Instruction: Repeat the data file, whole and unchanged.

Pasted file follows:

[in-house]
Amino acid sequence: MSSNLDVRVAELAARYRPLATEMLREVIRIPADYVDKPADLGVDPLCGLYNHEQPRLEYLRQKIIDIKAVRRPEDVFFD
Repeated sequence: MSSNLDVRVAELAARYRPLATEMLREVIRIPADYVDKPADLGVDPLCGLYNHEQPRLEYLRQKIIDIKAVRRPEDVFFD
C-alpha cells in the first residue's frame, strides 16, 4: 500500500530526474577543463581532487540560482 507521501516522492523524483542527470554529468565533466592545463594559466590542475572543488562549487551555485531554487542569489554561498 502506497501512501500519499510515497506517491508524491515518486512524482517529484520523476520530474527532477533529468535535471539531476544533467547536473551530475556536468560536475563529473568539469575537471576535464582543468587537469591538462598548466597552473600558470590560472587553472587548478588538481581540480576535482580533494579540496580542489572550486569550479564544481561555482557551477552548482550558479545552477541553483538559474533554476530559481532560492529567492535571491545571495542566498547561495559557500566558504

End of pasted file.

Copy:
[in-house]
Amino acid sequence: MSSNLDVRVAELAARYRPLATEMLREVIRIPADYVDKPADLGVDPLCGLYNHEQPRLEYLRQKIIDIKAVRRPEDVFFD
Repeated sequence: MSSNLDVRVAELAARYRPLATEMLREVIRIPADYVDKPADLGVDPLCGLYNHEQPRLEYLRQKIIDIKAVRRPEDVFFD
C-alpha cells in the first residue's frame, strides 16, 4: 500500500530526474577543463581532487540560482 507521501516522492523524483542527470554529468565533466592545463594559466590542475572543488562549487551555485531554487542569489554561498 502506497501512501500519499510515497506517491508524491515518486512524482517529484520523476520530474527532477533529468535535471539531476544533467547536473551530475556536468560536475563529473568539469575537471576535464582543468587537469591538462598548466597552473600558470590560472587553472587548478588538481581540480576535482580533494579540496580542489572550486569550479564544481561555482557551477552548482550558479545552477541553483538559474533554476530559481532560492529567492535571491545571495542566498547561495559557500566558504